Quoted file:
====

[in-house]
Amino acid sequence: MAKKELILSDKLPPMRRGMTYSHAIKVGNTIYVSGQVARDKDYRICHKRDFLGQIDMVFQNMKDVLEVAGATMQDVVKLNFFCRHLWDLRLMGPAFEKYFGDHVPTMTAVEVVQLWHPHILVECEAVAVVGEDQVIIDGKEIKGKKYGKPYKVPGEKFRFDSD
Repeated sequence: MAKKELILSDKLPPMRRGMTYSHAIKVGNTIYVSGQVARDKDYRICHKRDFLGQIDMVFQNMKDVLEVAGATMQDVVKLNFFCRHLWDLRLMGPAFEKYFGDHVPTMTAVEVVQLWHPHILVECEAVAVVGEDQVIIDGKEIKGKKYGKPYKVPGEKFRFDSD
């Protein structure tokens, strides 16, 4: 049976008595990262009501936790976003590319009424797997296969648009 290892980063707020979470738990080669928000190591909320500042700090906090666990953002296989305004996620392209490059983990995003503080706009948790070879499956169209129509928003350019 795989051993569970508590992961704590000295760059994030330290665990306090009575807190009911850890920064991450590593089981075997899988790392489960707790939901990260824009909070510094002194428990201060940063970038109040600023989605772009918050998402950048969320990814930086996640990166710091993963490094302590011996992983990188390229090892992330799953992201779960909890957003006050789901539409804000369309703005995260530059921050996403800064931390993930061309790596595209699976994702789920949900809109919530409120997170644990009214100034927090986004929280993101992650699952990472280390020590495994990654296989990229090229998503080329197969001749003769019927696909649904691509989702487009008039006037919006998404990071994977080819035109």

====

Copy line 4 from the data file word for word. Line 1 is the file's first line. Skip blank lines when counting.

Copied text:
């Protein structure tokens, strides 16, 4: 049976008595990262009501936790976003590319009424797997296969648009 290892980063707020979470738990080669928000190591909320500042700090906090666990953002296989305004996620392209490059983990995003503080706009948790070879499956169209129509928003350019 795989051993569970508590992961704590000295760059994030330290665990306090009575807190009911850890920064991450590593089981075997899988790392489960707790939901990260824009909070510094002194428990201060940063970038109040600023989605772009918050998402950048969320990814930086996640990166710091993963490094302590011996992983990188390229090892992330799953992201779960909890957003006050789901539409804000369309703005995260530059921050996403800064931390993930061309790596595209699976994702789920949900809109919530409120997170644990009214100034927090986004929280993101992650699952990472280390020590495994990654296989990229090229998503080329197969001749003769019927696909649904691509989702487009008039006037919006998404990071994977080819035109």